All Nonfiction Bullying Books Academic Author Interviews Celebrity interviews College Articles College Essays Educator of the Year Heroes Interviews Memoir Personal Experience Sports Travel & CultureAll Opinions Bullying Current Events / Politics Discrimination Drugs / Alcohol / Smoking Entertainment / Celebrities Environment Love / Relationships Movies / Music / TV Pop Culture / Trends School / College Social Issues / Civics Spirituality / Religion Sports / Hobbies
- Summer Guide
- College Guide
- Author Interviews
- Celebrity interviews
- College Articles
- College Essays
- Educator of the Year
- Personal Experience
- Travel & Culture
- Current Events / Politics
- Drugs / Alcohol / Smoking
- Entertainment / Celebrities
- Love / Relationships
- Movies / Music / TV
- Pop Culture / Trends
- School / College
- Social Issues / Civics
- Spirituality / Religion
- Sports / Hobbies
- Community Service
- Letters to the Editor
- Pride & Prejudice
- What Matters
The Heart is a Poplar Tree
“Teacher, what’s that strange sound coming through the windows?”
“Close the curtains and don’t ask no more questions, or I’ll whoop you with these here nice new schoolbooks. I already wore out my switches from the poplar trees on you dimwitted rascals!”
“It’s Jimmy Wells who is a dimwit—look at him, teacher, snoring on his shiny new desk like a lazy mosquito. Listen to him mutter and snore.”
The lady teacher’s face was purple at ten o’ clock in the morning. That frog eyeball joke I’d played had been one prank too many. In school in Wind Willow, Mississippi, we didn’t learn—we smoked sweet-fern cigars, spun tops, and scared the teacher by pulling water-snakes from our desks. Man, did we ever play pranks! Remember that time when we gilded the head of sleepy Jimmy Wells? Remember the time we got five-year-old Mancy Jacob to sit on the schoolhouse roof all day, so that our teacher would search for him and he’d throw swamp-water at her? Mancy got so scared that he wet his pants. Jimmy woke up with a start and yelled, “Teacher, whip Creed Washington! He put poor Mancy up on the roof. He’s a prank-pulling, sneaky thing!”
It was 1870. When we played outside the schoolhouse, kicking an old leather sack full of beans, we kids laughed at the Yankee soldiers who strutted by like roosters, singing, “John Brown’s Body” in their thirst-cracked voices. We’d call to them, and they’d whistle real friendly-like, or even hand us candy.
When the Sesech rode by on their horses, we children all raced for the schoolhouse and Teacher locked the doors. The Sesech soldiers had refused for five years to believe that General Lee surrendered, and they had secret meetings in the swamps at midnight. There was no telling what those rednecks might do—burn the schools and churches, rip up our family’s huts, poison our water, or slice our throats. Those men were everywhere and they never forgot the slightest insult. When the kids whispered stories about the Sesech, I shrugged and said, “Aw, shut up! That’s scare talk! Nobody could possibly do anythin’ so mean and live.”
Today, I was absently chewing tobacco in my dark back seat at school. Then I heard the strange sounds from the windows again. Clomping footsteps and voices. Could it be the Sesech? The sky was Mississippi summer blue, no signs of harm. I could ask Teacher if she knew of danger, but after that frog eyeball prank, I wasn’t gonna push it with her.
When we got outside to recess, Jimmy Wells took me aside for the first time in my life. Suddenly, he looked so much older than twelve. His black brows arched sternly. “Creed,” he said, “Creed Washington, you gotta promise not to tell a soul…”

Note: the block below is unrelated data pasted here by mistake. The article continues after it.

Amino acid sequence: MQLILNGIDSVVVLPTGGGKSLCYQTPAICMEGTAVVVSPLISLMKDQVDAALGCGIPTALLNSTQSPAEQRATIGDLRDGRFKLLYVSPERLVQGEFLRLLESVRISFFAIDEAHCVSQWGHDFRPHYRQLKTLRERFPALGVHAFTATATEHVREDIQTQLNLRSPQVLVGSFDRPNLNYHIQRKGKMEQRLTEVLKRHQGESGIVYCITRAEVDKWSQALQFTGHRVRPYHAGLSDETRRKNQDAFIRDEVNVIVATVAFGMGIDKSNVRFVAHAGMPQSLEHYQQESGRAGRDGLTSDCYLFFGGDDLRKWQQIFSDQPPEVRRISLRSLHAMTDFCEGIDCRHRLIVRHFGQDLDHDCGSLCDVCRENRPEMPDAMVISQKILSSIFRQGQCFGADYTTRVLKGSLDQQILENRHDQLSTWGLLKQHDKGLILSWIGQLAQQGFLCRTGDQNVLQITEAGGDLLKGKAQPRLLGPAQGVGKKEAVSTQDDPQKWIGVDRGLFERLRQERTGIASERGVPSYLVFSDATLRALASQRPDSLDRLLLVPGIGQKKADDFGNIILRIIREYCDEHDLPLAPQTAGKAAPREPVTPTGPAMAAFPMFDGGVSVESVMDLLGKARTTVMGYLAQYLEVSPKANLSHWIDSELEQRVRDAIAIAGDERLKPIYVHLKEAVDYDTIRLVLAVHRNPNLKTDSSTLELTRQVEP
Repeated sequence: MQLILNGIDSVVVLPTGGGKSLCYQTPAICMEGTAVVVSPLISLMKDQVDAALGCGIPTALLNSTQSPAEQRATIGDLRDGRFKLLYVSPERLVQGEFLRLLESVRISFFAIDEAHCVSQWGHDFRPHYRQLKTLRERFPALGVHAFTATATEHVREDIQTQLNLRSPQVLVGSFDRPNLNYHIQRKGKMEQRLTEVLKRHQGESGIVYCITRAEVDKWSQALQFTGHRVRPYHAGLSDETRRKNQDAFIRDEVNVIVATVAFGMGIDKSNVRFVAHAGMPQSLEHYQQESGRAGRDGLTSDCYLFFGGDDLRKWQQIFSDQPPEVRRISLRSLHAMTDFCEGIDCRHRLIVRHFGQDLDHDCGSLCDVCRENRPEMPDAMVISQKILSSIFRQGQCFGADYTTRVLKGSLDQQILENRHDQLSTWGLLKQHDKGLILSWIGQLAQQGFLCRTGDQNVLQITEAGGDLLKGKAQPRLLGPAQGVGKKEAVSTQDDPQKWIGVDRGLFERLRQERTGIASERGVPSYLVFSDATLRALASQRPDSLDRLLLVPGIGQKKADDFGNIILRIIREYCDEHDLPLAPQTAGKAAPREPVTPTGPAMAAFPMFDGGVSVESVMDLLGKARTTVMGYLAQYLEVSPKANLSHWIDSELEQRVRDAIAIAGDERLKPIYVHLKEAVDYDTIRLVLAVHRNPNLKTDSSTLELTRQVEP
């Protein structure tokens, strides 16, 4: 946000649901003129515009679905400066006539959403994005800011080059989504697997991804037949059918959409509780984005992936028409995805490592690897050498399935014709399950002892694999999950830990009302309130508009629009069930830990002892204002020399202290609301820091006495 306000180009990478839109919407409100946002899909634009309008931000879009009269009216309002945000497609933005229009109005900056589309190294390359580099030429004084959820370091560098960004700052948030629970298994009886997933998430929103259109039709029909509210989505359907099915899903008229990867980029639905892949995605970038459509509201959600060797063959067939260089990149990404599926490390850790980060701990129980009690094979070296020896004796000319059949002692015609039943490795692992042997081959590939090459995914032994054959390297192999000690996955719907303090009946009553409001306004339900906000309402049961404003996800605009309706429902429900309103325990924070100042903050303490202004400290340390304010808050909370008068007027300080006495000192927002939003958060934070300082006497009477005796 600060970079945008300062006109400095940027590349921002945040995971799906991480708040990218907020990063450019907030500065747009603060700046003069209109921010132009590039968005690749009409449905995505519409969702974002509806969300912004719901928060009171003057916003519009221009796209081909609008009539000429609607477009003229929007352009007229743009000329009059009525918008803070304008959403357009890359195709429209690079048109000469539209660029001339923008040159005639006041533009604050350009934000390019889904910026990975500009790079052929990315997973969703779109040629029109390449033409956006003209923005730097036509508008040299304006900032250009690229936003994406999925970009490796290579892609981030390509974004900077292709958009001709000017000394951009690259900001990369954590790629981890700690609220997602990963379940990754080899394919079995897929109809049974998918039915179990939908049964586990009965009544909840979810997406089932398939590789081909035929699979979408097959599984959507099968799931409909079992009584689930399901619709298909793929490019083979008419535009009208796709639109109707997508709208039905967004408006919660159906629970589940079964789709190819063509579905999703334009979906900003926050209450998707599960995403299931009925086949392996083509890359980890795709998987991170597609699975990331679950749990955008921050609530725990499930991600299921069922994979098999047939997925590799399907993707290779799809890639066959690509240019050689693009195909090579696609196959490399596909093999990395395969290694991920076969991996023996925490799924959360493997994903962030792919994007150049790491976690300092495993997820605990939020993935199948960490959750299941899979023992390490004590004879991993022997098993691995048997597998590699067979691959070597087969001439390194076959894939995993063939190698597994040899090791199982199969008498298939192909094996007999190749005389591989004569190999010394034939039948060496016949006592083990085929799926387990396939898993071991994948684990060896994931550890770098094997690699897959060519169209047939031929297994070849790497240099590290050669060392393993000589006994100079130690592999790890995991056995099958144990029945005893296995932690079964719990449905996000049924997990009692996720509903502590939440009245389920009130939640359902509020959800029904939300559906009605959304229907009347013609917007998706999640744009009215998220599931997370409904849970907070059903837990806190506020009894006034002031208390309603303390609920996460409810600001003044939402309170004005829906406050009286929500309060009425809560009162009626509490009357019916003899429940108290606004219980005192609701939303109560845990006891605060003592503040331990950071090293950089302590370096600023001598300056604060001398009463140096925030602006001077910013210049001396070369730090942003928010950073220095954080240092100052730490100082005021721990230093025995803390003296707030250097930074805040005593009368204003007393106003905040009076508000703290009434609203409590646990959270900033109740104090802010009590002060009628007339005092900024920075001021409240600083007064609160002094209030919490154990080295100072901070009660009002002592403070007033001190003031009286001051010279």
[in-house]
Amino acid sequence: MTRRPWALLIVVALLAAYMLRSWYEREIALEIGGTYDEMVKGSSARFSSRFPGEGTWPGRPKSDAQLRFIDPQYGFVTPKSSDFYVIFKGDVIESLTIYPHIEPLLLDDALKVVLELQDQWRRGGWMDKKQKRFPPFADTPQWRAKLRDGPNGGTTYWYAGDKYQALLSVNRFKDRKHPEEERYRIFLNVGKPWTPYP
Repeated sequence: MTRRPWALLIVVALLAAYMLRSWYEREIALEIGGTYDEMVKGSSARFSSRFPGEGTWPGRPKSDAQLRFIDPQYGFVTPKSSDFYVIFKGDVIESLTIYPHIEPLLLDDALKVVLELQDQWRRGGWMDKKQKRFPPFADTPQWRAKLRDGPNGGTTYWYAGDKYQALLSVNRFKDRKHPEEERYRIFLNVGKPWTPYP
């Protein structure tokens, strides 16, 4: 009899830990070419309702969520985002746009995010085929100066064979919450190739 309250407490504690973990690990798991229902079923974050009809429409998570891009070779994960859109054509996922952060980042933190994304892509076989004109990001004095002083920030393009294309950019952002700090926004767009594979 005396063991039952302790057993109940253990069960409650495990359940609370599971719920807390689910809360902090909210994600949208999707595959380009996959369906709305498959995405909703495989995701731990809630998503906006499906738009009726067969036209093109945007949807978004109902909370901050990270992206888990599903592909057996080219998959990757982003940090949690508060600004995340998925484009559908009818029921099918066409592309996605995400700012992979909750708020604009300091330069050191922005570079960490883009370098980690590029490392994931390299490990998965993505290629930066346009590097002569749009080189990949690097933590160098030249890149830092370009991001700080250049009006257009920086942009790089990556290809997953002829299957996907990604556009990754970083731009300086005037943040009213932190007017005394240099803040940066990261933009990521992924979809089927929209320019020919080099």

“Creed, I am cutting tracks to escape Wind Willow. I will walk through the woods and cross the river to Kansas, get a railroad job, and make money for my momma to come join me. I don’t care what my daddy says, that we will never stop being slaves at heart and that we will never own land. Kansas is a whole new destiny, I heard the papers say. Momma and the young ‘uns are poorly, and Daddy don’t work much since he got snake-bite. They say in Kansas any man of any color can start him a farm. Face it, I’m the man of this family now, and I got a bigger place in this world than plucking a banjo and dancing for white people!”
Jimmy looked so fierce, so sincere, that I was terrified. Wasn’t this the boy who fell asleep at the blackboard while solving six times six? One hard look confirmed it—he’d shared his plan only with me. He kept rambling in that crazy-headed way of his.
“I’ve been saving my strength by sleeping in school. I got a knapsack of belongings down in the swamps. This is my last day in school. I’m cutting out for Kansas, Creed—”
“You sure are a kidder, Jimmy Wells,” I muttered. “What if we behead a turkey and lower it by a string through the schoolhouse roof? Won’t Teacher be surprised?”
But Jimmy was already gone.
A thousand times I have regretted saying that. If only I could have stopped him! That moment is frozen forever against the Mississippi blue and poplar trees. Suddenly, my heart gave a dull thump, like a piece of stale bread hitting the floor.
It wasn’t till three mornings later that Jimmy’s family found him. Dead. The Sesech had got him. Hung from a poplar tree and drowned in the swamp. I can still see his sister’s tear-stained eyes and the lonesome spot we buried him and the horror on his momma’s face and the muttering people. Later, I sat in school, glassy-eyed and bewildered. I would not think the word lynch. One day, Jimmy was just some kid in school, and the next he was—he was—good Lord, never mind.
I never thought of pranks again. Couldn’t. Didn’t dare. I never did cry for Jimmy. My shock was too deep for tears.
Only thing the Sesech didn’t get was Jimmy’s sack of belongings. I discovered it when I visited that spot in the swamps. And I will carry it for him, cause he never got the chance. I will take his place. I’m cutting out for Kansas and freedom!